James Forsyth

What will fill the vacuum in Pakistan?

What will fill the vacuum in Pakistan?
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Ahmed Rashid’s Washington Post column on what happens next in Pakistan is an absolute must read. As Rashid puts it,

“The assassination of Benazir Bhutto has left a huge political vacuum at the heart of this nuclear-armed state, which appears to be slipping into an abyss of violence and Islamic extremism. The question of what happens next is almost impossible to answer, especially at a moment when Bhutto herself seemed to be the only answer.”

The West would also do well to bear in mind Rashid’s warnings about the likelihood that this crisis could break Musharraf’s grip on power:

“Musharraf may not survive the fallout of Bhutto's death. His actions have not been honorable, and none of the political opposition is willing to sit down with him. It is unlikely that they will accept Musharraf's continued presidency.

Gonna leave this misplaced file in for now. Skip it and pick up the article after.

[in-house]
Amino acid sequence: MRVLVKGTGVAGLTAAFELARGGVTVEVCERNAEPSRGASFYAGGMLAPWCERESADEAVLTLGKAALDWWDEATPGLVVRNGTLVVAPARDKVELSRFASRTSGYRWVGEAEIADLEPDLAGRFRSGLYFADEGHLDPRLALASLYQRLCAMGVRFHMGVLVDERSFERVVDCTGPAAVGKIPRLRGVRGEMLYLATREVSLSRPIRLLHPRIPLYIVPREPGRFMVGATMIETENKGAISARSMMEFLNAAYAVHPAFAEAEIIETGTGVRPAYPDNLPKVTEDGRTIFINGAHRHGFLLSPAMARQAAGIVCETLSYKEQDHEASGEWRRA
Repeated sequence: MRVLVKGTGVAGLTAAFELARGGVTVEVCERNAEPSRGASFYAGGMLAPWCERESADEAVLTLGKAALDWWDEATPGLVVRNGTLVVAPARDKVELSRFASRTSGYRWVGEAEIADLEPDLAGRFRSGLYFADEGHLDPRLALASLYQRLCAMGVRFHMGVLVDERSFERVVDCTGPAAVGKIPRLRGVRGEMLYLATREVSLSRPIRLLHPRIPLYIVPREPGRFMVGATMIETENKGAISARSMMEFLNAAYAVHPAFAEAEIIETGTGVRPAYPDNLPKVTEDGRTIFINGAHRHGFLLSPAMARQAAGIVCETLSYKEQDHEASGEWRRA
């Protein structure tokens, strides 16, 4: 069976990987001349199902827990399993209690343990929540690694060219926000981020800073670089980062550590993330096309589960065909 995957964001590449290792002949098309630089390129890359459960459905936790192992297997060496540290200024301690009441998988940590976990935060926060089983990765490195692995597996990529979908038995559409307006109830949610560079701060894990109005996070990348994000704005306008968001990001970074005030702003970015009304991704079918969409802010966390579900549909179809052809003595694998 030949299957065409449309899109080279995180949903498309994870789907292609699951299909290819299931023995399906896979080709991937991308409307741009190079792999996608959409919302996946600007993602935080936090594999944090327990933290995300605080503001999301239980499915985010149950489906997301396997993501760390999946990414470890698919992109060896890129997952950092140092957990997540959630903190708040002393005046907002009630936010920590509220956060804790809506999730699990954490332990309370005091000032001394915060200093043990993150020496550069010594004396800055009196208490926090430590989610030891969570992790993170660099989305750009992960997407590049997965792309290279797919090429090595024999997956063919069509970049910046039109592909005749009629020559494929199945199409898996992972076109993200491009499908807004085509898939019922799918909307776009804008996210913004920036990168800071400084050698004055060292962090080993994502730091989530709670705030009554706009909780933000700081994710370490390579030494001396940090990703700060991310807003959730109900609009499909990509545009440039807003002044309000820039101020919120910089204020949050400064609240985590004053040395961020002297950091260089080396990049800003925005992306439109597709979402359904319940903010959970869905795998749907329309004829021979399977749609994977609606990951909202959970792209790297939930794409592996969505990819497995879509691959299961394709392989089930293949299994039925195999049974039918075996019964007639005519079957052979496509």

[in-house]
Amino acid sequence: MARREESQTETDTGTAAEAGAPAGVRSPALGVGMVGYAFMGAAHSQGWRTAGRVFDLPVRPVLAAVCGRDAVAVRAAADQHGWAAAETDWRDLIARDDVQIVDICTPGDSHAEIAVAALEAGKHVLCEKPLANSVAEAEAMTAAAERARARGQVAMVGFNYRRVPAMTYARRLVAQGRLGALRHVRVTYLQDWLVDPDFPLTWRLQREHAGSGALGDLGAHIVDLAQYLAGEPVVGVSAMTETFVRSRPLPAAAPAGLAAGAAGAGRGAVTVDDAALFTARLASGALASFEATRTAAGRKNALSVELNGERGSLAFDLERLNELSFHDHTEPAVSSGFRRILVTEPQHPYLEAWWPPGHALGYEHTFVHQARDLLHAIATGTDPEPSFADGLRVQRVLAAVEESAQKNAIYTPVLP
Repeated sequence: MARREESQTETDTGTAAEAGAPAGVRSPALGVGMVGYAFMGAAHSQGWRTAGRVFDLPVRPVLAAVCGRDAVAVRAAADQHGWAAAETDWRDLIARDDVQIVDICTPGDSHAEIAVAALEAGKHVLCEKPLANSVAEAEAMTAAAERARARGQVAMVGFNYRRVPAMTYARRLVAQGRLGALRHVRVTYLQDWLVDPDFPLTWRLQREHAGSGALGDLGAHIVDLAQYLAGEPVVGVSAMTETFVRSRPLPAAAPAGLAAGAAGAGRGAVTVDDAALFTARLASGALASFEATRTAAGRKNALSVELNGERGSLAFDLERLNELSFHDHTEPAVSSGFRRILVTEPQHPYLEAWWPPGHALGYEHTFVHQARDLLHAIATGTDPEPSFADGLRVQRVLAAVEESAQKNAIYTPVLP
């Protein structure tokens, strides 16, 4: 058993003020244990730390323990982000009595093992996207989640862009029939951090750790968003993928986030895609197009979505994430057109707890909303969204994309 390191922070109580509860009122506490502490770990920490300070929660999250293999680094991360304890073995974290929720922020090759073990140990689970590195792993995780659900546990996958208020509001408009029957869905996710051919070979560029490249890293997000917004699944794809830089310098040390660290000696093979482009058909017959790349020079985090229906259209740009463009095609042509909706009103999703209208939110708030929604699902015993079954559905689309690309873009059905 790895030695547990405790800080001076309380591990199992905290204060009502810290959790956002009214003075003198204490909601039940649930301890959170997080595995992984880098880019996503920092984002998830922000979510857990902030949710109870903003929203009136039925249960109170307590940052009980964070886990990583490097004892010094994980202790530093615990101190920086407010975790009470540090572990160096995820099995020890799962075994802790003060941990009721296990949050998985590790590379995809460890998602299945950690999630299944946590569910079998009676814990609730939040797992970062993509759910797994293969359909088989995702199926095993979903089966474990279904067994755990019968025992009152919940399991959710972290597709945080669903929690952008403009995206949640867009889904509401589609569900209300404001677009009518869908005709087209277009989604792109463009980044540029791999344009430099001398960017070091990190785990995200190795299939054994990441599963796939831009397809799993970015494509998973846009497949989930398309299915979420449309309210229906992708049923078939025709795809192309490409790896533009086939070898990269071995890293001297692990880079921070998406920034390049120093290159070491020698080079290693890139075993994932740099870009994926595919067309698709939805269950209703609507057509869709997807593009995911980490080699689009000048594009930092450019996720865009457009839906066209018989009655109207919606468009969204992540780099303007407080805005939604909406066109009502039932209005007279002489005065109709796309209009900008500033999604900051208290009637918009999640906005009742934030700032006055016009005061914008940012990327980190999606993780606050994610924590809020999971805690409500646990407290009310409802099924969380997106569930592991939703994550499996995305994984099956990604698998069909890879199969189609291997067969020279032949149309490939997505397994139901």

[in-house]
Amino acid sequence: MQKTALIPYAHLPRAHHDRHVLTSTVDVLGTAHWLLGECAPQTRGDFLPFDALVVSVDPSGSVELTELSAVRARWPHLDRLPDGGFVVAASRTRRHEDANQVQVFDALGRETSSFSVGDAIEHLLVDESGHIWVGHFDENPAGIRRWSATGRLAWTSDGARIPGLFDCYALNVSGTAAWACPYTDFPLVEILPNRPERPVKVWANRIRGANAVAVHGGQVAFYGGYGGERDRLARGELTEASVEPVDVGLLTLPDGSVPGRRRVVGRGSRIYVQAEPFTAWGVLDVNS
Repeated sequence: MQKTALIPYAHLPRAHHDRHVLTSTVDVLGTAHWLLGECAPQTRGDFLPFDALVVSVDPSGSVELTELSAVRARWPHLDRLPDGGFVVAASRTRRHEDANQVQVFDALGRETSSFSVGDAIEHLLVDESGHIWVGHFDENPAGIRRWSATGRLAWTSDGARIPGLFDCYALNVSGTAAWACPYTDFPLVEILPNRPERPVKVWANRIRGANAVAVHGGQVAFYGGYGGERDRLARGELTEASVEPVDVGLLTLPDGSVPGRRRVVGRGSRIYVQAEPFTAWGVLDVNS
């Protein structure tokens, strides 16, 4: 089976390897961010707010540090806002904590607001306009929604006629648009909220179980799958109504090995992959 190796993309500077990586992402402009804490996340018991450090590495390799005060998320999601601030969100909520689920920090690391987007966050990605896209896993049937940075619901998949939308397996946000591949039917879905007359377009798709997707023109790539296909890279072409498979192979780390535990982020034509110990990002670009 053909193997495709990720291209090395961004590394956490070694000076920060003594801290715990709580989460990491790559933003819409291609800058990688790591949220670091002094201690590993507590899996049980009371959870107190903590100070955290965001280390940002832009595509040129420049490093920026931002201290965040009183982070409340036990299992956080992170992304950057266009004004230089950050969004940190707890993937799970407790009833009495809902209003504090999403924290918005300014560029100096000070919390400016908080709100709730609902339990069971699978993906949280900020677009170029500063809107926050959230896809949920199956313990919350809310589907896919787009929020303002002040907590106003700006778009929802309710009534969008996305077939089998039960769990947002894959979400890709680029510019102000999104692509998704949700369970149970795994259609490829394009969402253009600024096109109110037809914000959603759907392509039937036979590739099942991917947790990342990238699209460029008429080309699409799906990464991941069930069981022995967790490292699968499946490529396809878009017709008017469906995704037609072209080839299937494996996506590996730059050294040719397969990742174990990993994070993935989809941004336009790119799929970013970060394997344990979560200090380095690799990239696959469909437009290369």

If rioting and political mayhem worsen, if the opposition refuses to cooperate with Musharraf and the United States finally begins to distance itself from him, then the army may be forced to tell Musharraf to call it a day. If that happens, it will be even more urgent that the world support a national government, elections and a speedy return to civilian rule -- and not another military dictatorship.” The strong man might be a convenient solution in the short term. But time and time again, modern history teaches us that it simply stores up--and exacerbates--problems in the long term. Think how much more strategic flexibility Britain and America would have now if they had not put all their eggs in Musharraf’s basket from 2002 to 2006. 

Written byJames Forsyth

James Forsyth is Political Editor of the Spectator. He is also a columnist in The Sun.

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